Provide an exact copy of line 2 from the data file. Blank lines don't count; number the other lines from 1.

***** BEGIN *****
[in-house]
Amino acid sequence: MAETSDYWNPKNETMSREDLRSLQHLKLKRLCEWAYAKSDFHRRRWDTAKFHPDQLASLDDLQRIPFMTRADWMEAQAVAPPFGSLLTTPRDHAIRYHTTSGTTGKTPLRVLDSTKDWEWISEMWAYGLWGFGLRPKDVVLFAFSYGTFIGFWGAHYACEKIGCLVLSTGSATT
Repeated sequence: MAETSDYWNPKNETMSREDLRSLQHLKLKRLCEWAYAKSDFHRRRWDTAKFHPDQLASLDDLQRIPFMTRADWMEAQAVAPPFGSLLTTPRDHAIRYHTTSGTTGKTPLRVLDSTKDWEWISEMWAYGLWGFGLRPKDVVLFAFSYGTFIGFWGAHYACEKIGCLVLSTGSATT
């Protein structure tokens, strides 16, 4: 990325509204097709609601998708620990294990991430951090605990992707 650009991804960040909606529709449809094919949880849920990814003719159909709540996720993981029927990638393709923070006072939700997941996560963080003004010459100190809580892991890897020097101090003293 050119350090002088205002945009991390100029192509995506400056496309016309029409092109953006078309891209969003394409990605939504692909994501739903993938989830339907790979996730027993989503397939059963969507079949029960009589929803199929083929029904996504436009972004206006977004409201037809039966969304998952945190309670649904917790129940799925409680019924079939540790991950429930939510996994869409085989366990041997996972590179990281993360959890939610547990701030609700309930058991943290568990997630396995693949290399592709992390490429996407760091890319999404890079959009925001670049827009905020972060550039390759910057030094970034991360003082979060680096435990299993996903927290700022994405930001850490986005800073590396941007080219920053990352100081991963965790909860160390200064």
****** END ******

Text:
Amino acid sequence: MAETSDYWNPKNETMSREDLRSLQHLKLKRLCEWAYAKSDFHRRRWDTAKFHPDQLASLDDLQRIPFMTRADWMEAQAVAPPFGSLLTTPRDHAIRYHTTSGTTGKTPLRVLDSTKDWEWISEMWAYGLWGFGLRPKDVVLFAFSYGTFIGFWGAHYACEKIGCLVLSTGSATT